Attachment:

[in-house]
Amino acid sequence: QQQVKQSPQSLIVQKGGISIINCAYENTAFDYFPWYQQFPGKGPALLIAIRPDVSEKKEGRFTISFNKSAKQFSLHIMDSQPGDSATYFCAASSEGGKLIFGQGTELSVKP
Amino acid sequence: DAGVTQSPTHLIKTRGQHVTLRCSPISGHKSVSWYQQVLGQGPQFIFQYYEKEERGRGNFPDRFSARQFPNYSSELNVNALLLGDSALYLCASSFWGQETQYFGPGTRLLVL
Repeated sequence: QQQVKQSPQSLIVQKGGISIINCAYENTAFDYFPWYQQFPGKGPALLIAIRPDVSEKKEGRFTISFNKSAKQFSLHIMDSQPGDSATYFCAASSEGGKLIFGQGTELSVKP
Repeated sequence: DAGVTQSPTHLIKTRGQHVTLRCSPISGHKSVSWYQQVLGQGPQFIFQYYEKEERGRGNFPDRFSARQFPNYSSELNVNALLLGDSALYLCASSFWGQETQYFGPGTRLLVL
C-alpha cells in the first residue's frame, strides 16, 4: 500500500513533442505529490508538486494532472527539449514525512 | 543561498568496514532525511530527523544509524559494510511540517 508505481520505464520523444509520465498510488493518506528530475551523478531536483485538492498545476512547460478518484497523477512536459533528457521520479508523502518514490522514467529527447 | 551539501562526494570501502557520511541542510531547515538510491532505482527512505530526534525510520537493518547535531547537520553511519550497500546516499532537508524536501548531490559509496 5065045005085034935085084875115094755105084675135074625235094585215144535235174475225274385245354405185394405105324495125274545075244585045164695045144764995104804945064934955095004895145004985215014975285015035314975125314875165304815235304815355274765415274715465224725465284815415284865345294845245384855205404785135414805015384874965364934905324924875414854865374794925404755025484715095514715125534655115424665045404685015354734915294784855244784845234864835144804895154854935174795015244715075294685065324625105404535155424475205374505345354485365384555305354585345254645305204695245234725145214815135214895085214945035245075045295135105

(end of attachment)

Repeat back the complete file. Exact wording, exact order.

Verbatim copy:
[in-house]
Amino acid sequence: QQQVKQSPQSLIVQKGGISIINCAYENTAFDYFPWYQQFPGKGPALLIAIRPDVSEKKEGRFTISFNKSAKQFSLHIMDSQPGDSATYFCAASSEGGKLIFGQGTELSVKP
Amino acid sequence: DAGVTQSPTHLIKTRGQHVTLRCSPISGHKSVSWYQQVLGQGPQFIFQYYEKEERGRGNFPDRFSARQFPNYSSELNVNALLLGDSALYLCASSFWGQETQYFGPGTRLLVL
Repeated sequence: QQQVKQSPQSLIVQKGGISIINCAYENTAFDYFPWYQQFPGKGPALLIAIRPDVSEKKEGRFTISFNKSAKQFSLHIMDSQPGDSATYFCAASSEGGKLIFGQGTELSVKP
Repeated sequence: DAGVTQSPTHLIKTRGQHVTLRCSPISGHKSVSWYQQVLGQGPQFIFQYYEKEERGRGNFPDRFSARQFPNYSSELNVNALLLGDSALYLCASSFWGQETQYFGPGTRLLVL
C-alpha cells in the first residue's frame, strides 16, 4: 500500500513533442505529490508538486494532472527539449514525512 | 543561498568496514532525511530527523544509524559494510511540517 508505481520505464520523444509520465498510488493518506528530475551523478531536483485538492498545476512547460478518484497523477512536459533528457521520479508523502518514490522514467529527447 | 551539501562526494570501502557520511541542510531547515538510491532505482527512505530526534525510520537493518547535531547537520553511519550497500546516499532537508524536501548531490559509496 5065045005085034935085084875115094755105084675135074625235094585215144535235174475225274385245354405185394405105324495125274545075244585045164695045144764995104804945064934955095004895145004985215014975285015035314975125314875165304815235304815355274765415274715465224725465284815415284865345294845245384855205404785135414805015384874965364934905324924875414854865374794925404755025484715095514715125534655115424665045404685015354734915294784855244784845234864835144804895154854935174795015244715075294685065324625105404535155424475205374505345354485365384555305354585345254645305204695245234725145214815135214895085214945035245075045295135105